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Today's Stichomancy for Ice-T

The first excerpt represents the element of Air. It speaks of mental influences and the process of thought, and is drawn from The Tanach:

Joshua 4: 6 that this may be a sign among you, that when your children ask in time to come, saying: What mean ye by these stones?

Joshua 4: 7 then ye shall say unto them: Because the waters of the Jordan were cut off before the ark of the covenant of the LORD; when it passed over the Jordan, the waters of the Jordan were cut off; and these stones shall be for a memorial unto the children of Israel for ever.'

Joshua 4: 8 And the children of Israel did so as Joshua commanded, and took up twelve stones out of the midst of the Jordan, as the LORD spoke unto Joshua, according to the number of the tribes of the children of Israel; and they carried them over with them unto the place where they lodged, and laid them down there.

Joshua 4: 9 Joshua also set up twelve stones in the midst of the Jordan, in the place where the feet of the priests that bore the ark of the covenant stood; and they are there unto this day.

Joshua 4: 10 And the priests that bore the ark stood in the midst of the Jordan, until every thing was finished that the LORD commanded Joshua to speak unto the people, according to all that Moses commanded Joshua; and the people hastened and passed over.

Joshua 4: 11 And it came to pass, when all the people were clean passed over, that the ark of the LORD passed on, and the priests, before the people.

Joshua 4: 12 And the children of Reuben, and the children of Gad, and the half-tribe of Manasseh, passed on armed before the children of Israel, as Moses spoke unto them;

Joshua 4: 13 about forty thousand ready armed for war passed on in the presence of the LORD unto battle, to the plains of Jericho.


The Tanach
The second excerpt represents the element of Fire. It speaks of emotional influences and base passions, and is drawn from Melmoth Reconciled by Honore de Balzac:

Naqui's heart softened towards him at the sight of his trouble; she tried to soothe him, but what could she do when she did not know what ailed him? When Naqui made up her mind to know the secret, although she never asked him a question, the cashier dolefully confessed to the existence of a Mme. Castanier. This lawful wife, a thousand times accursed, was living in a humble way in Strasbourg on a small property there; he wrote to her twice a year, and kept the secret of her existence so well, that no one suspected that he was married. The reason of this reticence? If it is familiar to many military men who may chance to be in a like predicament, it is perhaps worth while to give the story.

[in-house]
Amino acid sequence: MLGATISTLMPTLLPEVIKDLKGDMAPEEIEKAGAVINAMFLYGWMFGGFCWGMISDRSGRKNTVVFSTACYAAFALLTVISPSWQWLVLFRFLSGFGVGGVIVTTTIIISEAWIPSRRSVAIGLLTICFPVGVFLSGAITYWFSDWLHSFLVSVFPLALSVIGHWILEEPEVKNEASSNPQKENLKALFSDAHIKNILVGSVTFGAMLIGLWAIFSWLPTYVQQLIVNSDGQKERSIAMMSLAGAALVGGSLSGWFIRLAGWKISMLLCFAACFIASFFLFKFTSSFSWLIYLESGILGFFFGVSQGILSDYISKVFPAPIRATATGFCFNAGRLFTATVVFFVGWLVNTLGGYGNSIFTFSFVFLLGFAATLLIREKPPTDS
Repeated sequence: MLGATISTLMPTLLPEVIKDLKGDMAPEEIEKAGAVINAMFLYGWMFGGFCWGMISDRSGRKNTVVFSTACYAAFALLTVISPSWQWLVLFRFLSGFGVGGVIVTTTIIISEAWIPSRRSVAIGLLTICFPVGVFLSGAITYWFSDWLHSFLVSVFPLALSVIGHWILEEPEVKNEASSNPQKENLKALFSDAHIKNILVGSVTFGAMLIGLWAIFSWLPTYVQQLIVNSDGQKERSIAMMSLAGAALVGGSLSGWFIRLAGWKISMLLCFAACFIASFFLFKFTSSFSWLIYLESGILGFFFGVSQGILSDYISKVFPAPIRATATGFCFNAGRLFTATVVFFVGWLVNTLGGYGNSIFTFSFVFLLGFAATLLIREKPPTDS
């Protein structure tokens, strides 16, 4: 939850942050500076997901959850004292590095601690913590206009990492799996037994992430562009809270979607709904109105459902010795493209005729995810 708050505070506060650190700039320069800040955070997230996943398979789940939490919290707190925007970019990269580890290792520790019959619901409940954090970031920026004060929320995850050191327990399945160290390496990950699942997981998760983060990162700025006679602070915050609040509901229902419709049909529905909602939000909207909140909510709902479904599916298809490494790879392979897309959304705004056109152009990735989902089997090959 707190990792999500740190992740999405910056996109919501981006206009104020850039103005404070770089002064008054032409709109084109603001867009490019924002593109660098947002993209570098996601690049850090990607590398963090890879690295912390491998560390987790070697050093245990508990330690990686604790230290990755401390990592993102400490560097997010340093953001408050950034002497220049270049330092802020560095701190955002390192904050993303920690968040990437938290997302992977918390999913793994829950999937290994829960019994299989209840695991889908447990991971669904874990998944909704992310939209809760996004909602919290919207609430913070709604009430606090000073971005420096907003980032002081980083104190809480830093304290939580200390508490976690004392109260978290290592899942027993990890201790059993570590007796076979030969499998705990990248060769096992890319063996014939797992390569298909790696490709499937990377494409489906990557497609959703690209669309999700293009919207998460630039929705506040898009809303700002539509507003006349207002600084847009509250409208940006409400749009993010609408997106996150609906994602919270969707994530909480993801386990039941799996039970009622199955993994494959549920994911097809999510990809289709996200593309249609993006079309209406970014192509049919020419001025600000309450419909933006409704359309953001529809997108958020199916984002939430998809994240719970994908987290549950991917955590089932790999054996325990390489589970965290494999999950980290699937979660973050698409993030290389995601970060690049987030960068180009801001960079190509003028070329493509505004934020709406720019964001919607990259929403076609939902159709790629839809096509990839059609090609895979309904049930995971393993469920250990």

The third excerpt represents the element of Water. It speaks of pure spiritual influences and feelings of love, and is drawn from Collected Articles by Frederick Douglass:

"But you have something to show that you are a freeman, haven't you?"

"Yes, sir," I answered; "I have a paper with the American Eagle on it, and that will carry me around the world."

With this I drew from my deep sailor's pocket my seaman's protection, as before described. The merest glance at the paper satisfied him, and he took my fare and went on about his business. This moment of time was one of the most anxious I ever experienced. Had the conductor looked closely at the paper, he could not have failed to discover that it called for a very different-looking person from myself, and in that case it would have been his duty to arrest me on the instant, and send me back to Baltimore

The fourth excerpt represents the element of Earth. It speaks of physical influences and the impact of the unseen on the visible world, and is drawn from Unconscious Comedians by Honore de Balzac:

head of it being always unknown; political police,--that's Fouche's. Then there's the police of Foreign Affairs, and finally, the palace police (of the Emperor, Louis XVIII., etc.), always squabbling with that of the quai Malaquais. It came to an end under Monsieur Decazes. I belonged to the police of Louis XVIII.; I'd been in it since 1793, with that poor Contenson."

The four gentlemen looked at each other with one thought: "How many heads he must have brought to the scaffold!"

"Now-a-days, they are trying to get on without us. Folly!" continued the little man, who began to seem terrible. "Since 1830 they want honest men at the prefecture! I resigned, and I've made myself a small